The Gesture Of Offering

It's really simple: You hold both hands next to each other in front of you, palms up and more or less flat. If confused, imagine that you are using your hands to hold a large plate in front of you.

Ocean Delano's General Offering

This is given as an example, and is based on liturgy in Strategic Sorcery. This is what I use when giving my routine offerings.

Rub your hands together for a moment to sensitize them and pull energy into them. Now imagine rays of light with hooks on the ends shining out from your heart. Imagine that they draw the denizens of the spirit world to you as you speak the following call:

Whisper, “Arise.”
Speak, in normal tone, “Arise.”
Call out, “Arise!”
“Arise, you spirits both near and far!
Spirits of the Empyrean Heights and the Infernal Depths;
Of the silent, still earth and of the vast, flowing waters;
Of the whirling, blowing air and of the hot, burning fire;
Guardians of the work and you famuli bound to me;
You Fey who dwell unseen;
You dead who haunt the In-Between;
Those spirits whom I have offended,
And those wrathful beings waiting to harm and obstruct;
Especially those spirits of this very place in which I dwell!”

Make the Gesture of Offering. As you do so, release a cloud of energy, willing it to multiply infinitely and transform into what is most wanted by its recipients, as you speak it below:

“I praise your names and I give forth offerings!
May they multiply and fill the ten directions!
May they take on the forms that fulfill your hearts' desires!
Come, partake of this offering and let us be at peace.
Come, take your fill, and be thus fulfilled.

And that's it! Trust me, this does work, and it is appreciated by the ones receiving it. This is a general offering that covers a broad range of beings. It can easily be adapted to even individual spirits, following this general method:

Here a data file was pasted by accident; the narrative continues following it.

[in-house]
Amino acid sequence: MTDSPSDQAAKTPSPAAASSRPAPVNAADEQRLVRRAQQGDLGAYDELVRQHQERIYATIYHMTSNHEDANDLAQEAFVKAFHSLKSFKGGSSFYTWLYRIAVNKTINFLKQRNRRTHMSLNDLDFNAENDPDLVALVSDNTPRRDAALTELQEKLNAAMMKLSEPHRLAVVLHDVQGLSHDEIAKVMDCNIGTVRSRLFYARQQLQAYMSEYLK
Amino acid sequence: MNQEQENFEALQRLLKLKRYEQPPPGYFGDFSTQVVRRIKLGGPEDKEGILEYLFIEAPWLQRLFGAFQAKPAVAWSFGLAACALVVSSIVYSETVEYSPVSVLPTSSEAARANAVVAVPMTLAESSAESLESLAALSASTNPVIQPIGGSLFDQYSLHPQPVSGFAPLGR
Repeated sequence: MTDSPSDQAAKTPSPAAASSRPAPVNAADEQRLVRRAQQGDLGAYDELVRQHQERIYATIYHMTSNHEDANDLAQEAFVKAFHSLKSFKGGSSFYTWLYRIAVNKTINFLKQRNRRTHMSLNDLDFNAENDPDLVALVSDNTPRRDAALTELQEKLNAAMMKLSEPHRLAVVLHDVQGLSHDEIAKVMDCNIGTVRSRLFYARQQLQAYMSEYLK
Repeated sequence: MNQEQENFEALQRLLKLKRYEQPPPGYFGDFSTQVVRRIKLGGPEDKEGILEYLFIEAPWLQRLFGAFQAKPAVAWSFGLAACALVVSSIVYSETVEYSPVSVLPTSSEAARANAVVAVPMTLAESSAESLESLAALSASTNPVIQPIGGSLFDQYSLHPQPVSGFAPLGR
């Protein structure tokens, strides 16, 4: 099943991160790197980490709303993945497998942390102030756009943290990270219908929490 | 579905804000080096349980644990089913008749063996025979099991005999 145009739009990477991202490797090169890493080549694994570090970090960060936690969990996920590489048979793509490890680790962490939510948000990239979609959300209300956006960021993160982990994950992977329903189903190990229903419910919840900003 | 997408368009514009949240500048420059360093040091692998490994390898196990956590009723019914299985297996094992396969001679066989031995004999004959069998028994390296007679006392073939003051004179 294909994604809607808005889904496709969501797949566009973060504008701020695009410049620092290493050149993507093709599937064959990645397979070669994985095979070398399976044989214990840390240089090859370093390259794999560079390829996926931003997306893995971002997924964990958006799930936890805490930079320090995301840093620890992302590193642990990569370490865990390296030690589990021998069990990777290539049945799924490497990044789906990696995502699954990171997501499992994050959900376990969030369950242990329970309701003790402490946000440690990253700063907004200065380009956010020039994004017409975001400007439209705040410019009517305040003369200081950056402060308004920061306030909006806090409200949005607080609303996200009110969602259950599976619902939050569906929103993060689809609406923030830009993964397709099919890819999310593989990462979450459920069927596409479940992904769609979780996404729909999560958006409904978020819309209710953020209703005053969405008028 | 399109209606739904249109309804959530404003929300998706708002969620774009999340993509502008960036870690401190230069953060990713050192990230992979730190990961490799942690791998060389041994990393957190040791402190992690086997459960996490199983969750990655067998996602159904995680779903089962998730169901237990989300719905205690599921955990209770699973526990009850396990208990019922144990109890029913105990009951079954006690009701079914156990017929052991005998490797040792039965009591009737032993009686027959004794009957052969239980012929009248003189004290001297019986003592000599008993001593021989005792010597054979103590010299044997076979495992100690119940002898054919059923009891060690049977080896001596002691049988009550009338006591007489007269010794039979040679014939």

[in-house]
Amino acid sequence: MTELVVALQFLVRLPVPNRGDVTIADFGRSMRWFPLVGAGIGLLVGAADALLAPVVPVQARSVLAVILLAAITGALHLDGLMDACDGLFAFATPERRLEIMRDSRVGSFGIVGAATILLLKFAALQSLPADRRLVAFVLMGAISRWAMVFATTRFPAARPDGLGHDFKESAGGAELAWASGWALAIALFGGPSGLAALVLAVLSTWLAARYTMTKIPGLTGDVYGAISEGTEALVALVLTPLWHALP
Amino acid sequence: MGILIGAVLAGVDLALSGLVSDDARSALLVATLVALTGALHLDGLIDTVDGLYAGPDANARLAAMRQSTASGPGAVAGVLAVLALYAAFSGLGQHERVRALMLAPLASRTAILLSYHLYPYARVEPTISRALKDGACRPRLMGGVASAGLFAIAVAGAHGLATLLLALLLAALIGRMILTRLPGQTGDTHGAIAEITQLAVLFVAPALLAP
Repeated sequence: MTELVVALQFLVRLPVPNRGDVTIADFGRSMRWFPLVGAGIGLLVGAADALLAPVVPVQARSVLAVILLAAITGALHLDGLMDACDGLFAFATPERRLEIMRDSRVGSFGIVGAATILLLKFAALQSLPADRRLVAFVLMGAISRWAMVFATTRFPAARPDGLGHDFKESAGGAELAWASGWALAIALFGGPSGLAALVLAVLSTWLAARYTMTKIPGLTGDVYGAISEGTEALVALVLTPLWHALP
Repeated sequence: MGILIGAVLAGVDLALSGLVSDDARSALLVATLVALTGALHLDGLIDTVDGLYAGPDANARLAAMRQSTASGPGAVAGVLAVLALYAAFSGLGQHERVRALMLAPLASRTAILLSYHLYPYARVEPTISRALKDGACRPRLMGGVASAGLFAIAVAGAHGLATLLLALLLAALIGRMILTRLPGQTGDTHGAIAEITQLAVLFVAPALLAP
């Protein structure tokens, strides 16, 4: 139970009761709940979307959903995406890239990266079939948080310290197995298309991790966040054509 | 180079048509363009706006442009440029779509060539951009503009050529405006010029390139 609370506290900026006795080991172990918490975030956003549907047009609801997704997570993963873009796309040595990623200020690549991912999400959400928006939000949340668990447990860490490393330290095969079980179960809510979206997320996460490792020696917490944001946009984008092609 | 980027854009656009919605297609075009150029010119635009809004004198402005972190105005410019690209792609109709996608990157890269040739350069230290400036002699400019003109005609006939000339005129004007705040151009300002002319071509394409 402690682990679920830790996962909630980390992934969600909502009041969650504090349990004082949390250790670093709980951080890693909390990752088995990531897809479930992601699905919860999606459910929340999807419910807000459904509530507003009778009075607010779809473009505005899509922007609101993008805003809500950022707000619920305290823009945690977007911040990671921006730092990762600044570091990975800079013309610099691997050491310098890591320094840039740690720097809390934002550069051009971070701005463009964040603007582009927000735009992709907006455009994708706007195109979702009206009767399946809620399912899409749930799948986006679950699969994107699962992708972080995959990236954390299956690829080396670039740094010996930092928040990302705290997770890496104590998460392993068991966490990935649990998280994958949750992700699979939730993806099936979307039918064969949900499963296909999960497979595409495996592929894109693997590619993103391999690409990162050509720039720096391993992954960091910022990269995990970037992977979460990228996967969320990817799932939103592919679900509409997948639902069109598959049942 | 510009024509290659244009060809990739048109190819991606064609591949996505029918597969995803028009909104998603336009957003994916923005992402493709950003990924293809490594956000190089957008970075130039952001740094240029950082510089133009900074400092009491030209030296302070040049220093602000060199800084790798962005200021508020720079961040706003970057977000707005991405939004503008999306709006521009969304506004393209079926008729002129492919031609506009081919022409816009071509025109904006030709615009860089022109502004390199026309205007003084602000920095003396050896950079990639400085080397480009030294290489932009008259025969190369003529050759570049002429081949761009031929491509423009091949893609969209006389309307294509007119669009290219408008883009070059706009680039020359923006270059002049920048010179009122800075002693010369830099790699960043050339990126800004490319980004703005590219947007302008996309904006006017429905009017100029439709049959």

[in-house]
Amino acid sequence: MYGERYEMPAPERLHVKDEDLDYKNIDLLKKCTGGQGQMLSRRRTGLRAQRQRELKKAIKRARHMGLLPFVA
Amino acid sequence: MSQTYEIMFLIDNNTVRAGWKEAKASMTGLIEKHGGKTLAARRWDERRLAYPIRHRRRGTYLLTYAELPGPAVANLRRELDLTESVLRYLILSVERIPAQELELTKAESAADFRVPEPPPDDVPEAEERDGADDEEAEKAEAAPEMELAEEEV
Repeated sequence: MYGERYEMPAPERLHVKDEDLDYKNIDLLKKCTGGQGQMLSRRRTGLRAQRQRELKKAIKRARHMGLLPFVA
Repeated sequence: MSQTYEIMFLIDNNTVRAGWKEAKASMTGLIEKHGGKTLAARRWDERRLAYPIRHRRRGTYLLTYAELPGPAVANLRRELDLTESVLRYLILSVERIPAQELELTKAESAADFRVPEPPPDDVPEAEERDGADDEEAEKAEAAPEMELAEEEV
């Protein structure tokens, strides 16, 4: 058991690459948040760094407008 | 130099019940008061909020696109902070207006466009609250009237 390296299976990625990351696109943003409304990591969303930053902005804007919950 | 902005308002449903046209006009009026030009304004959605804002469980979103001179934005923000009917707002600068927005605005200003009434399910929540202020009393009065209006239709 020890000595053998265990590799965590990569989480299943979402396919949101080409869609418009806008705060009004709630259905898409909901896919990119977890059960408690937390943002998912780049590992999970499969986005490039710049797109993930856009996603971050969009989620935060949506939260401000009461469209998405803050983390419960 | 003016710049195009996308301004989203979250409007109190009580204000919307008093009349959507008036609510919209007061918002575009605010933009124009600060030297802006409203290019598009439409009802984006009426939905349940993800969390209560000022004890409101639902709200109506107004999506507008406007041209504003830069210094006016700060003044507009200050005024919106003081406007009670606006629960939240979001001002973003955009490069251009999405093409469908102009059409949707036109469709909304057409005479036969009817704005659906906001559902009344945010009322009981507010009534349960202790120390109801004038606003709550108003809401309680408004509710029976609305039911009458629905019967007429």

1. Sensitize your hands by rubbing them together.
  2. Call out to the spirit you wish to offer to.
  3. Through the Gesture of Offering, emanate a cloud of energy, will it to multiply infinitely, and to take on the form of that which the recipient wants most.

Using This With Physical Offerings

But what if you want to offer something physical, like incense or wine? No problem!

In the above example, we willed the emanated energy to multiply and transform. You can also do that to the spiritual aspect of physical offerings. You can even use the four elements plus spirit to purify and prepare the offerings. What I will usually do is hold my hand over the physical offerings, and then with my imagination...

...see the offering engulfed in fire...
...see air blowing out the fire and blowing away the ashes...
...see water washing the offering clean...
...see the offering multiplying and filling all known space...
...see the multiplied offering becoming mutable, reflecting what is most wanted by the guests I will call.

I normally have some liturgy I use with that, but it's really simple and mostly consists of verbally affirming what I visualize.

So how do you put this into practice? What I normally do after purifying and preparing the physical offering, is simply set it in front of me. If it's a candle or incense, I'll light it. Then, I'll perform the call and the gesture. Alternatively, I sometimes hold the physical offering in my hands during the gesture, and then set it down.

Before I move on, I'd like to address why someone would even want to use a physical offering. Some spirits actually derive pleasure from physical offerings. There are spirits known to “eat” scent, for example. Also, it seems to me that including a physical offering gives more substance to the overall offering, and so it's a good idea.